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Effectiveness, safety/tolerability of OBV/PTV/r ± DSV in patients with HCV genotype 1 or 4 with/without HIV-1 co-infection, chronic kidney disease (CKD) stage IIIb-V and dialysis in Spanish clinical practice – Vie-KinD study

  • María-Carlota Londoño,

    Roles Investigation

    Affiliations Liver Unit, Hospital Clínic/IDIBAPS, Barcelona, Barcelona, Spain, Centro de Investigación Biomédica en Red de Enfermedades Hepáticas y Digestivas (CIBERhed), Instituto de Salud Carlos III, Madrid, Madrid, Spain

  • Mar Riveiro-Barciela,

    Roles Investigation

    Affiliations Centro de Investigación Biomédica en Red de Enfermedades Hepáticas y Digestivas (CIBERhed), Instituto de Salud Carlos III, Madrid, Madrid, Spain, Liver Unit, Internal Medicine Department, Hospital Vall d'Hebron, Barcelona, Barcelona, Spain

  • Adriana Ahumada,

    Roles Investigation

    Affiliation Department of Gastroenterology, Hospital General Universitario Gregorio Marañón, Madrid, Madrid, Spain

  • Raquel Muñoz-Gómez,

    Roles Investigation

    Affiliation Department of Gastroenterology, Hospital General Universitario 12 de Octubre, Madrid, Madrid, Spain

  • Mercé Roget,

    Roles Investigation

    Affiliation Liver Unit, Consorci Sanitari de Terrassa, Terrassa, Barcelona, Spain

  • María J. Devesa-Medina,

    Roles Investigation

    Affiliation Department of Gastroenterology, Hospital Universitario Clínico San Carlos, Madrid, Madrid, Spain

  • Miguel Ángel Serra,

    Roles Investigation

    Affiliation Digestive Medicine Service, Hospital Clínico Universitario de Valencia, Universidad de Valencia, Valencia, Spain

  • Carmen A. Navascués,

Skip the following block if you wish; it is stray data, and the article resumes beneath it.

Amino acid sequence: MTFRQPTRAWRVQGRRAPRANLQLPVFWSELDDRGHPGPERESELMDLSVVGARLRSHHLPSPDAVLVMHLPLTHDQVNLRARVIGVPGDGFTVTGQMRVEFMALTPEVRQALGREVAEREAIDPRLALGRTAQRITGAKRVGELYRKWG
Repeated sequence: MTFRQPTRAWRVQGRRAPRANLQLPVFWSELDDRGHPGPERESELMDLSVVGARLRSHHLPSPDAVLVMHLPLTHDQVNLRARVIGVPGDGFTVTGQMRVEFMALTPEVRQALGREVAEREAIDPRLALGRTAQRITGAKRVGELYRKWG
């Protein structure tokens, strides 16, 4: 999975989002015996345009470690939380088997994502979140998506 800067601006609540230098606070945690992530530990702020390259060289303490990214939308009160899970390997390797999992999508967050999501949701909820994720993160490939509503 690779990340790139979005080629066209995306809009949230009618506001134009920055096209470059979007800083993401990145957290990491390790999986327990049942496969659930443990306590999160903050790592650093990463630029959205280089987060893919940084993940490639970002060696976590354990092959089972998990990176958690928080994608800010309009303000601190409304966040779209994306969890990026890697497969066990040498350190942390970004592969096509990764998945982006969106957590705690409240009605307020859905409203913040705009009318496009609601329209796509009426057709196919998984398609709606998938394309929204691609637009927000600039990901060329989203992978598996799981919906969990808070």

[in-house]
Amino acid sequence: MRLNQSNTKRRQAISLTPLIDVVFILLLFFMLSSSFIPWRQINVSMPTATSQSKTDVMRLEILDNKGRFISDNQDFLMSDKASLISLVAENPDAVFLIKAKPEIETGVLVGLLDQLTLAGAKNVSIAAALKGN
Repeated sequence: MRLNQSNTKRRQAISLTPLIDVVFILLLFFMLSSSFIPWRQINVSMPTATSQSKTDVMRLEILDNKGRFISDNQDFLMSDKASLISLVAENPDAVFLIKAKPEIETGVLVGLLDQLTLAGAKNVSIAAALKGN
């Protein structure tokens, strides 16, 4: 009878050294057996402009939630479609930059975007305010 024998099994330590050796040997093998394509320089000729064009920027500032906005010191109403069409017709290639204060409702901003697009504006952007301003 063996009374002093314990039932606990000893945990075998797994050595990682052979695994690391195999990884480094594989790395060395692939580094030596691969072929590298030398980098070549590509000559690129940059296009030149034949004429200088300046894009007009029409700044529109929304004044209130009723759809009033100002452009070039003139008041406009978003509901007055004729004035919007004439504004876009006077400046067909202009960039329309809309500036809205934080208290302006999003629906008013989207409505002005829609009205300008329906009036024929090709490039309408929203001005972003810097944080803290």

Roles Investigation

    Affiliation Department of Gastroenterology, Hospital Universitario Central de Asturias, Oviedo, Asturias, Spain

  • Carme Baliellas,

    Roles Investigation

    Affiliation Liver Unit, Hospital de Bellvitge, Institut d'Investigació Biomèdica de Bellvitge, University of Barcelona, L'Hospitalet de Llobregat, Barcelona, Spain

  • Teresa Aldamiz-Echevarría,

    Roles Investigation

    Affiliation Infectious Diseases-HIV Hospital General Universitario Gregorio Marañón (IiSGM), Madrid, Madrid, Spain

  • María L. Gutiérrez,

    Roles Investigation

    Affiliation Department of Gastroenterology, Hospital Universitario Fundación Alcorcón, Alcorcón, Madrid, Spain

  • Benjamín Polo-Lorduy,

    Roles Investigation

    Affiliation Digestive Diseases Unit, Hospital Universitario Fundación Jiménez Díaz, Madrid, Madrid, Spain

  • Isabel Carmona,

    Roles Investigation

    Affiliation Digestive Disease Unit, Hospital Universitario Virgen Macarena, Sevilla, Sevilla, Spain

  • Salvador Benlloch,

    Roles Investigation

    Affiliations Centro de Investigación Biomédica en Red de Enfermedades Hepáticas y Digestivas (CIBERhed), Instituto de Salud Carlos III, Madrid, Madrid, Spain, Department of Hepatology, Hospital Universitario y Politécnico La Fe, Valencia, Valencia, Spain

  • Lucía Bonet,

    Roles Investigation

    Affiliation Department of Gastroenterology, Hospital Universitario Son Espases, Palma de Mallorca, Mallorca, Spain

  • Javier García-Samaniego,

    Roles Investigation

    Affiliations Centro de Investigación Biomédica en Red de Enfermedades Hepáticas y Digestivas (CIBERhed), Instituto de Salud Carlos III, Madrid, Madrid, Spain, Liver Unit, Hospital Universitario La Paz/IdiPaz, Madrid, Madrid, Spain

  • Miguel Jiménez-Pérez,

    Roles Investigation

    Affiliation Hospital Regional Universitario de Málaga, Málaga, Spain

  • Senador Morán-Sánchez,

    Roles Investigation

    Affiliation Hospital General Universitario Santa Lucía, Cartagena, Murcia, Spain

  • Ángeles Castro,

    Roles Investigation